NOW THAT'S WHAT I'M TALKING ABOUT.
Enough with complaining about how I can't find the motivation to go running. Sometimes you have to kick your own arse into action (although, anatomically speaking, that might be hard to achieve, at least if you want to kick your own arse hard enough to accomplish such action). So what if there are a thousand things to do around the house? They'll still be there when I get back.
On one of my morning walks, I had stumbled upon a promising trail not too far from here. Have I mentioned that the trail head is 300 metres from our doorstep? With beautiful single-track stretching out in every direction? No? The trail head is 300 metres from our doorstep! With beautiful single-track stretching out in every direction!
|300 metres, folks.|
Now, after many ifs and buts, worrying about the weather and whether it would be too good to waste on running (I promise you'll never hear me utter such blasphemous words ever again) instead of painting the house, I decided to find out if I had read the map right and that that trail led where I thought it led. Before I had time to hesitate, I threw on some clothes and got out the door.
It didn't lead where I thought it led. It led to an Olympic-sized swimming pool infested with blood-thirsty mosquitoes. As I wasn't in the mood to wade through waist-deep, ice-cold, who-knows-what-horrors-hide-within (probably leeches, definitely sharks) water, I turned back. The single-track was so narrow it was almost invisible, my feet danced between jugged stones and gnarly roots in a desperate attempt to hit dirt, a fleeting side-glance informed me that something big had sharpened its claws on an ancient, moss-covered tree. The forest seemed to be untouched by human hands. I hoped I got a good signal on my phone in case I fell and hit my head, and, I don't know, accidentally butt-dialed J while unconscious? I don't know why I thought having a good signal would be useful in that case. I was still shocked from the bear-mauled tree. I wasn't thinking straight.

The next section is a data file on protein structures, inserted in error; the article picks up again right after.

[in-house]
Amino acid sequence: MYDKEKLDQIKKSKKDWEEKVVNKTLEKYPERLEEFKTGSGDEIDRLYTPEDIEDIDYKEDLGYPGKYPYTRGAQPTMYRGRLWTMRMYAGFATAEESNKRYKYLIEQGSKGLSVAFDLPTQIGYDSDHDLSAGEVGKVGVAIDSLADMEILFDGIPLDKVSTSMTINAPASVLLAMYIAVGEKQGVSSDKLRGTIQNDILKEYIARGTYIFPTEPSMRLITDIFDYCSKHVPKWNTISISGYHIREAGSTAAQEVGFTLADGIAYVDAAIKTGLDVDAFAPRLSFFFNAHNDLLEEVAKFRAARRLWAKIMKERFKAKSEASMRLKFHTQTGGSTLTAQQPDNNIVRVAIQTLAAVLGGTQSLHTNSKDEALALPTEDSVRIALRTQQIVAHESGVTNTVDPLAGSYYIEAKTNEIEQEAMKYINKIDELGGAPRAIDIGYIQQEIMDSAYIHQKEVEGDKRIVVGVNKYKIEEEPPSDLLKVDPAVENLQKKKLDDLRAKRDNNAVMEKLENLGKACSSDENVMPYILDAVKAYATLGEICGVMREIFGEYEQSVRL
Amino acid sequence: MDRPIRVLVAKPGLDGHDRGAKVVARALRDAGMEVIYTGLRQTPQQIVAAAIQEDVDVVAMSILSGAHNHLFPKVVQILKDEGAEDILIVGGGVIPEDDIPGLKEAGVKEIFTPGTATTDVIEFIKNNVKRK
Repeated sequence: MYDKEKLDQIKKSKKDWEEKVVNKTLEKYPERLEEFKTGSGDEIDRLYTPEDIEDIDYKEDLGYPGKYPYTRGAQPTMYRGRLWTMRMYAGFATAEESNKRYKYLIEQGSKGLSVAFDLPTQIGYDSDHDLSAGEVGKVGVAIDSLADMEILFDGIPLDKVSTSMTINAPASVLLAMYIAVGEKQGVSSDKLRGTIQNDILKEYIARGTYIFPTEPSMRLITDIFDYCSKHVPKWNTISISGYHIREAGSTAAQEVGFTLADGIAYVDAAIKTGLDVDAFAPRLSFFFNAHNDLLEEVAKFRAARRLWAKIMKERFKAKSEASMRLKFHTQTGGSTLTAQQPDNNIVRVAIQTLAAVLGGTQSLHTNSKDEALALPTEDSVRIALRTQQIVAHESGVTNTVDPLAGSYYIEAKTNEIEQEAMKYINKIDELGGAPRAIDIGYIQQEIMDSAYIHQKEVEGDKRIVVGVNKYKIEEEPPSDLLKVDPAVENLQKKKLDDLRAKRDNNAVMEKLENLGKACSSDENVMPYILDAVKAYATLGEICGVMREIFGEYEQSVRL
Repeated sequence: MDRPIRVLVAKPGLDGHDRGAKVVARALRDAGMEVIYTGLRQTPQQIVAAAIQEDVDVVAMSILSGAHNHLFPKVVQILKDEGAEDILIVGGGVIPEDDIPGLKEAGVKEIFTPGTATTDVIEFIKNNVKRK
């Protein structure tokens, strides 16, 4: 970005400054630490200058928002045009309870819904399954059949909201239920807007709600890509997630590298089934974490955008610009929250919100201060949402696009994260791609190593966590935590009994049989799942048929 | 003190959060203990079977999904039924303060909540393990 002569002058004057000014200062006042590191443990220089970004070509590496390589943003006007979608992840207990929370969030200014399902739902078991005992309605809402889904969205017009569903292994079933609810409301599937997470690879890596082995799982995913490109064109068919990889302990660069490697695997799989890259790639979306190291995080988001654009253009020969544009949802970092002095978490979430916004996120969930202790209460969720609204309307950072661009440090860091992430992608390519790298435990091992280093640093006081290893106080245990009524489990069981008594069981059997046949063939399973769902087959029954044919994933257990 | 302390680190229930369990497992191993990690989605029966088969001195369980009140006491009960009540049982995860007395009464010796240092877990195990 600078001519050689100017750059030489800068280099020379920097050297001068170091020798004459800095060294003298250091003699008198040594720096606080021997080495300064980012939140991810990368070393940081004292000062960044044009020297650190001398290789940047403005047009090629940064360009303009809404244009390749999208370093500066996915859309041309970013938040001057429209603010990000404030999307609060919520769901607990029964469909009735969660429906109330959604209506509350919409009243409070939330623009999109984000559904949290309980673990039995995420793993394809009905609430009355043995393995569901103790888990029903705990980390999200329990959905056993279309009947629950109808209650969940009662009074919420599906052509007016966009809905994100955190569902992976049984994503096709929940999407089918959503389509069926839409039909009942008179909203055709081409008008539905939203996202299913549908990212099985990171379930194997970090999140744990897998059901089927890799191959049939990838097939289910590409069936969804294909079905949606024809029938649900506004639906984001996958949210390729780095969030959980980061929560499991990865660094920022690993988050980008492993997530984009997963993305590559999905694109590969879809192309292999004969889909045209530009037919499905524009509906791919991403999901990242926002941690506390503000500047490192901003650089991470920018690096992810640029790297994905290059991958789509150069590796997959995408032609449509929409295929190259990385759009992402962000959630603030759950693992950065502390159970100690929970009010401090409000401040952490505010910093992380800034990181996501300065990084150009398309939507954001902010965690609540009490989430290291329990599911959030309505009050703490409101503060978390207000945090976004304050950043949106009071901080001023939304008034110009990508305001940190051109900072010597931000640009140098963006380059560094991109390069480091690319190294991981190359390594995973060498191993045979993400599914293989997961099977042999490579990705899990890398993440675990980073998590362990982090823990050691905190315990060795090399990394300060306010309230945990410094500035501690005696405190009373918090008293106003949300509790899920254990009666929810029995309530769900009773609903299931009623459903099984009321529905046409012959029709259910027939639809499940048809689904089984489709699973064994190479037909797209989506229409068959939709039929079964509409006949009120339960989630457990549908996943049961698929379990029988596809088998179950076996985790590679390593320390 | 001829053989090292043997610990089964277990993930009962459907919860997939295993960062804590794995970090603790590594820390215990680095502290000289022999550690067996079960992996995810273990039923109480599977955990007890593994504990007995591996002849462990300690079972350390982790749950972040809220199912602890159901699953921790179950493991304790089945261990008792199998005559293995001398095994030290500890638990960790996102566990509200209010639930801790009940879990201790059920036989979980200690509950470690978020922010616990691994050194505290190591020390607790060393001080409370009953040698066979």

Back on tamer grounds, I picked a new trail to follow. It was perfect. Just enough roots to make the soft ground interesting and keep me on my toes. Fir trees and pines on each side hid a somber sky that was laden with rain. The trail was short and ended up at a forest road. Lovely, I thought, and ran even further, determined to explore every little corner of this part of the world (or at least my neighbourhood).
This part of the world was a dead end, and not a very pretty one. There was a huge gaping wound in the forest where its owner had felled countless trees. I turned back once again, and this time I followed the forest road to the south, aiming to get back to civilisation. My legs were feeling great but my heart kept playing hopscotch, so I didn't want to push it. Still, when a new trail appeared to my left, I didn't even falter. I left the road. I knew that this trail led back home.
After a while, I got to a crossroads of trails. To my left, the trail I had originally followed. To my right, the trail home. Straight ahead, who knew? Not me. And I wouldn't find out unless I followed it, so I did. What seemed like a broad path at first quickly deteriorated into almost nothing (unless you're a snail, and then I guess that nothing looked like the autobahn to you). I took wild turns trying to follow the sharp corners of the trail, tree branches and needles piercing my arms and legs as I squeezed myself through their narrow corridors. I stopped abruptly, the trail disappearing completely all of a sudden. To my right, something resembling a trail dissolved into the shadows. I turned to follow it and--
I got attacked. By a thin, pointy, murderous, fence-sword tree branch that tried to bore a hole into the side of my head. My fingers massaged my head, looking for blood. Surprisingly, there was none. But I took the warning seriously. I turned back yet again and looked for another trail.
|This one was better, but still an obstacle course|
A minute later, I found one, and it led me back to the beaten path. I ran the last few hundred metres with such joy in my heart that my legs picked up the pace. I hadn't even run 10km, yet I had seen so much and experienced the kind of adventure only running can offer.